Workers aged 65 and older will be responsible for more than half of all UK employment growth over the next 10 years and almost two-thirds of employment growth by 2060.
The Office for National Statistics suggests that by 2030 people aged 65 and over will account for 282,000 new UK employees out of a total 546,000.
By 2060 there will be around 746,000 new employees aged 65 and over out of a total employment growth of 1,193,000 – due in part to baby boomers entering this age group and a greater number of women in work.
The number of over-65s who are employed has increased by 188% in the last 20 years, from 455,000 to 1.31 million, and the proportion has grown from just over 5% to just under 11%. In the past 10 years the number has increased from 763,000 to 1.3 million – a 71% increase.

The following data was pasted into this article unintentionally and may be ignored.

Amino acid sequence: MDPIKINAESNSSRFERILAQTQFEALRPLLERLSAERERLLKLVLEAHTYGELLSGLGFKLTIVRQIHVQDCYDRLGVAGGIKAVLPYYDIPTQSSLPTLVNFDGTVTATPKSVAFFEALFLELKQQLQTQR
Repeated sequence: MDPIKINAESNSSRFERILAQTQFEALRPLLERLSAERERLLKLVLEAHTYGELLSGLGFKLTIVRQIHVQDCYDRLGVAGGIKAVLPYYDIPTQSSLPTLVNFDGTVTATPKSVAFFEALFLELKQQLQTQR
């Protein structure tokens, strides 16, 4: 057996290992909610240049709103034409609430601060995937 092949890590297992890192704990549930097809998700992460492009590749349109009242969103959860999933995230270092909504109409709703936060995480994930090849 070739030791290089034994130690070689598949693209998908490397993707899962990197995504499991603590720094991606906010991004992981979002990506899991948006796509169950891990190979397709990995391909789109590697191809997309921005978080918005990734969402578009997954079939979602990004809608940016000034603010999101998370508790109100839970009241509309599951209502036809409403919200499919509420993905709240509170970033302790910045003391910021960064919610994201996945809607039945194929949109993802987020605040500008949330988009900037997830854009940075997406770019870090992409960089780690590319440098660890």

Around one in four people aged between 50 and the state pension age currently out of work, and older workers who fall out of work remaining out of work for longer than people of other ages.
Patrick Thomson, a senior programme manager at the Centre for Ageing Better
, said: "...it’s crucial that people aren’t forced to work in their late 60s and 70s because of financial insecurity, and that the kinds of work people are doing later in life is fulfilling and suitable. Few of us can expect to reach 65 without a disability or health condition, so employers must do more to support health in the workplace. And as recent figures showed, by the age of 56 more than one in five of us can expect to be caring for a loved one. So better rights are needed for carers at work, including measures such as flexible working and paid carers’ leave.”